Harvard Educational Review
  1. Winter 2021 Issue »

    Adding Flesh to the Bones

    Dignity Frames for English Learner Education

    Luis E. Poza
    In this essay, Luis E. Poza argues that educational dignity can help practices and reforms targeting students classified as English learners move beyond a narrow focus on programmatic and material factors related to English language development and instead toward more holistic consideration of these students and their schooling ecologies. In aligning the philosophical and legal operationalizations of dignity with landmark judicial victories for racially and linguistically minoritized students, he argues that dignity frameworks are relevant and actionable for more effectively imagining and designing education as an empowering, emancipatory endeavor.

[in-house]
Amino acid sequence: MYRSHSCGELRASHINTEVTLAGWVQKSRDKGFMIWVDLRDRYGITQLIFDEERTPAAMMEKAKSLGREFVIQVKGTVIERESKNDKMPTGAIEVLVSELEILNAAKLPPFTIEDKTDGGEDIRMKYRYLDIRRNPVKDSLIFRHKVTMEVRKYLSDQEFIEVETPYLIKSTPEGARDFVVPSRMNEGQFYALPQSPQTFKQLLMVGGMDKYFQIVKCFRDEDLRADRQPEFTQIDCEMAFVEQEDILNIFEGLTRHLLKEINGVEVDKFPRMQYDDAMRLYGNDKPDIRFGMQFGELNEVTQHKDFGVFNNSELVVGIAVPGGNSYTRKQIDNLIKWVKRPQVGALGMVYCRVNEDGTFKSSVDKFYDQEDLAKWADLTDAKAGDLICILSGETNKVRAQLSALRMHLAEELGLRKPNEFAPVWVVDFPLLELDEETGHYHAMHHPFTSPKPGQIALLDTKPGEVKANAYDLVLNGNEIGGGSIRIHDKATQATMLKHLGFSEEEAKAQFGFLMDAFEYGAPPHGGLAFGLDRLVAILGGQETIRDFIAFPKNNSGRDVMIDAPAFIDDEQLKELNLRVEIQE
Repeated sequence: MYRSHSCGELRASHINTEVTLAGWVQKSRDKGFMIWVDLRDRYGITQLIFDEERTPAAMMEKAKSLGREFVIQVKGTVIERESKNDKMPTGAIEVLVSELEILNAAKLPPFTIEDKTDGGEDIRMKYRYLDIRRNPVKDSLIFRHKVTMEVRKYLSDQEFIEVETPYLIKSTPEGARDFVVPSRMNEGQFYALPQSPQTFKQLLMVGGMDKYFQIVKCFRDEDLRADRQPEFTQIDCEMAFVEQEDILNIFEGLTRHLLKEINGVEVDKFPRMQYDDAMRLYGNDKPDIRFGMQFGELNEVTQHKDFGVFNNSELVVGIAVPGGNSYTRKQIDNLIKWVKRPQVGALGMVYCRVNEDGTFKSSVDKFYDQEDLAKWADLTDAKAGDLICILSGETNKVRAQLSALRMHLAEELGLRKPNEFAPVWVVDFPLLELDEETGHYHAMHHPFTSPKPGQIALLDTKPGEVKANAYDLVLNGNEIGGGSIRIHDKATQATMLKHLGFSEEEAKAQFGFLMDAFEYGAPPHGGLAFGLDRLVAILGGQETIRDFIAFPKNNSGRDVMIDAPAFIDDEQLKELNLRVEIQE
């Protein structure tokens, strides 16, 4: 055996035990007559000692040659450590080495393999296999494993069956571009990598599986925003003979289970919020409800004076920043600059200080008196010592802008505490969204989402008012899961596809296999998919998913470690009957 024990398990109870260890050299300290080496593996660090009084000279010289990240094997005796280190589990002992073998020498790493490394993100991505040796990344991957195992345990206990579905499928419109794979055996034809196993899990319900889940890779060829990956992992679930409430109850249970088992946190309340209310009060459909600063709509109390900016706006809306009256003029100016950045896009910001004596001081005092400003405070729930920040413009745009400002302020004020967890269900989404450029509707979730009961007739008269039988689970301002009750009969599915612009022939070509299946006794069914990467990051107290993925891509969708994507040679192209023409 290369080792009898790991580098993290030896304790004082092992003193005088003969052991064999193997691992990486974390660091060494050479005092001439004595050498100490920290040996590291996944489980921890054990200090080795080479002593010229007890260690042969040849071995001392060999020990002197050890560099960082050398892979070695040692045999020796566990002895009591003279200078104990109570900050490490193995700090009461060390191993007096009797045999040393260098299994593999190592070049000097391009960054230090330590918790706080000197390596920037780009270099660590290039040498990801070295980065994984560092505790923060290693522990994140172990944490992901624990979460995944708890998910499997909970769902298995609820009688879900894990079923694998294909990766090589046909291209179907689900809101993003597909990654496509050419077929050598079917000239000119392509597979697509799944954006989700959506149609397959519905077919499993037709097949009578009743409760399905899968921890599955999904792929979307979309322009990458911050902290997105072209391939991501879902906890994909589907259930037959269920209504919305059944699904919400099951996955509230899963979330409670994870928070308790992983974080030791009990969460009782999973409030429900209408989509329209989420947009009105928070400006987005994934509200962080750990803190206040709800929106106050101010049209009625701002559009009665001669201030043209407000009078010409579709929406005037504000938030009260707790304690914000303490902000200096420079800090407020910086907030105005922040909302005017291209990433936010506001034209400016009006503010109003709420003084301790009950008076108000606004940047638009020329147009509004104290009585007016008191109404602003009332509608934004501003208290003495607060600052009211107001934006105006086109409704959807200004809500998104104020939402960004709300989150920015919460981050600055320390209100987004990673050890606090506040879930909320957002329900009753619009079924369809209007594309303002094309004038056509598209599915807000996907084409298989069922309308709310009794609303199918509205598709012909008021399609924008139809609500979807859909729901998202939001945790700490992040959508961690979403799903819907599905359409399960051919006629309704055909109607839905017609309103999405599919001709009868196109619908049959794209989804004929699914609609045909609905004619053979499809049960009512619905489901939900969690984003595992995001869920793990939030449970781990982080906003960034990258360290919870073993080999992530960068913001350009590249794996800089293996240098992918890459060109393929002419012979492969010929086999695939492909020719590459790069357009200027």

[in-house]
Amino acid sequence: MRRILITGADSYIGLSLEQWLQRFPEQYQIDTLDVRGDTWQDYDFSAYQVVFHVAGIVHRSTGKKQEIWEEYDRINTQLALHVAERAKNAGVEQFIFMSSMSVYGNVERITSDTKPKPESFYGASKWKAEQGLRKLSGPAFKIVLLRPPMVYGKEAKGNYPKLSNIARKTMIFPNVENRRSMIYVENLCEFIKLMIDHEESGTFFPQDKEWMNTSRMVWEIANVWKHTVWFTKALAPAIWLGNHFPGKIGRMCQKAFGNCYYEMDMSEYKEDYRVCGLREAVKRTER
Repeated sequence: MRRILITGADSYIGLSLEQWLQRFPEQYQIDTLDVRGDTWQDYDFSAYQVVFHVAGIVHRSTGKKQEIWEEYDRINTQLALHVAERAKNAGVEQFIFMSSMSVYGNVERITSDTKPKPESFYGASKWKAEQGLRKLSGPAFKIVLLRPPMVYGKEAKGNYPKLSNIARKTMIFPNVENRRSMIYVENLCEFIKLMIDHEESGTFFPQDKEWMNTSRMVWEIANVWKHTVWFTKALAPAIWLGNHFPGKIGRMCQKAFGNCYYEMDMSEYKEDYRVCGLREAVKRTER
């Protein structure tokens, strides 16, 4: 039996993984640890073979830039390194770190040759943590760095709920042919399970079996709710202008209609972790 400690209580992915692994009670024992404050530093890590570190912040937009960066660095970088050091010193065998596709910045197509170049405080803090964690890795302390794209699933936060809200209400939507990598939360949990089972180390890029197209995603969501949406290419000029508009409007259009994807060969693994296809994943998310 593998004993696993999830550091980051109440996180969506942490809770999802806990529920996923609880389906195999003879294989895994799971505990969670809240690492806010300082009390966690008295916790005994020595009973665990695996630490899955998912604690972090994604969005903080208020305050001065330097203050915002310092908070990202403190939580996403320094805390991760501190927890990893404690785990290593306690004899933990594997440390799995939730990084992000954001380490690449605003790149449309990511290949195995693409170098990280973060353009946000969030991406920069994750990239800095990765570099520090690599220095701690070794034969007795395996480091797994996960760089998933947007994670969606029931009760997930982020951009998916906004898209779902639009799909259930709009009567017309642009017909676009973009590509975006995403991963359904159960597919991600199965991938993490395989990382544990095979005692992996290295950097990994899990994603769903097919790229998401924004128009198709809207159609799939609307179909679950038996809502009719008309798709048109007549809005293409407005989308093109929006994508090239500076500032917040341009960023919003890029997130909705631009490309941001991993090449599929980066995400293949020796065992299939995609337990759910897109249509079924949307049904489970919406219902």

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    Luis E. Poza (https://orcid.org/0000-0002-6775-8719) is an assistant professor of teacher education in the Connie L. Lurie College of Education at San José State University, where he teaches classes about multicultural education, bilingual education, and the roles of language and education in human rights frameworks. His research, recognized with an Outstanding Dissertation Award from the Bilingual Education Research Special Interest Group of the American Educational Research Association in 2015 and a Spencer Foundation/National Academy of Education Postdoctoral Fellowship in 2017, examines how ideologies of language, race, class, and nation are embedded and enacted in educational policy and practice for bilingual learners. Poza’s work has been published in several journals, including the Journal of Education Policy, Bilingual Research Journal, Whittier Law Review, and Journal of Language, Identity & Education.
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